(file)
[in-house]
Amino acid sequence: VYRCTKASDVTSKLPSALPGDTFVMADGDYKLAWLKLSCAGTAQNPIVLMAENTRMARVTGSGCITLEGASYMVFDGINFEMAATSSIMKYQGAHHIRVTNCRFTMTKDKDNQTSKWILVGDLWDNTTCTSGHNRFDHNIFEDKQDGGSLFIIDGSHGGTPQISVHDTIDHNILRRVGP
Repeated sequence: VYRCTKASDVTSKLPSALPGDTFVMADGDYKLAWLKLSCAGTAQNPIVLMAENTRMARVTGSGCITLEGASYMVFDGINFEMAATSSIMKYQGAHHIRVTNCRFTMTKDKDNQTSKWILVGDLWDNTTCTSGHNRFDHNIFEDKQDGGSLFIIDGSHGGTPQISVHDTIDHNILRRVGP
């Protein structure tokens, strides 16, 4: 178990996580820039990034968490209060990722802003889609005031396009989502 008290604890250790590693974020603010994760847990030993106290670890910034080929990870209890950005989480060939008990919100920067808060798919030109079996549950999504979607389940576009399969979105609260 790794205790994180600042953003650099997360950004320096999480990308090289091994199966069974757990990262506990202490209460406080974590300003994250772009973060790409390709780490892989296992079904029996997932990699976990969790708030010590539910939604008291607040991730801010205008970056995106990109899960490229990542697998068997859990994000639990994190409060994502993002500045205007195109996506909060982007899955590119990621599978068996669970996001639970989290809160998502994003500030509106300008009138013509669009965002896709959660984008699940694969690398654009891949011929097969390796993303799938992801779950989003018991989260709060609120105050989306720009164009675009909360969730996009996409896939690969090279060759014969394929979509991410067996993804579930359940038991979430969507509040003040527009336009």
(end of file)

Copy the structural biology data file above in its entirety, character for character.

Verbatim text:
[in-house]
Amino acid sequence: VYRCTKASDVTSKLPSALPGDTFVMADGDYKLAWLKLSCAGTAQNPIVLMAENTRMARVTGSGCITLEGASYMVFDGINFEMAATSSIMKYQGAHHIRVTNCRFTMTKDKDNQTSKWILVGDLWDNTTCTSGHNRFDHNIFEDKQDGGSLFIIDGSHGGTPQISVHDTIDHNILRRVGP
Repeated sequence: VYRCTKASDVTSKLPSALPGDTFVMADGDYKLAWLKLSCAGTAQNPIVLMAENTRMARVTGSGCITLEGASYMVFDGINFEMAATSSIMKYQGAHHIRVTNCRFTMTKDKDNQTSKWILVGDLWDNTTCTSGHNRFDHNIFEDKQDGGSLFIIDGSHGGTPQISVHDTIDHNILRRVGP
């Protein structure tokens, strides 16, 4: 178990996580820039990034968490209060990722802003889609005031396009989502 008290604890250790590693974020603010994760847990030993106290670890910034080929990870209890950005989480060939008990919100920067808060798919030109079996549950999504979607389940576009399969979105609260 790794205790994180600042953003650099997360950004320096999480990308090289091994199966069974757990990262506990202490209460406080974590300003994250772009973060790409390709780490892989296992079904029996997932990699976990969790708030010590539910939604008291607040991730801010205008970056995106990109899960490229990542697998068997859990994000639990994190409060994502993002500045205007195109996506909060982007899955590119990621599978068996669970996001639970989290809160998502994003500030509106300008009138013509669009965002896709959660984008699940694969690398654009891949011929097969390796993303799938992801779950989003018991989260709060609120105050989306720009164009675009909360969730996009996409896939690969090279060759014969394929979509991410067996993804579930359940038991979430969507509040003040527009336009």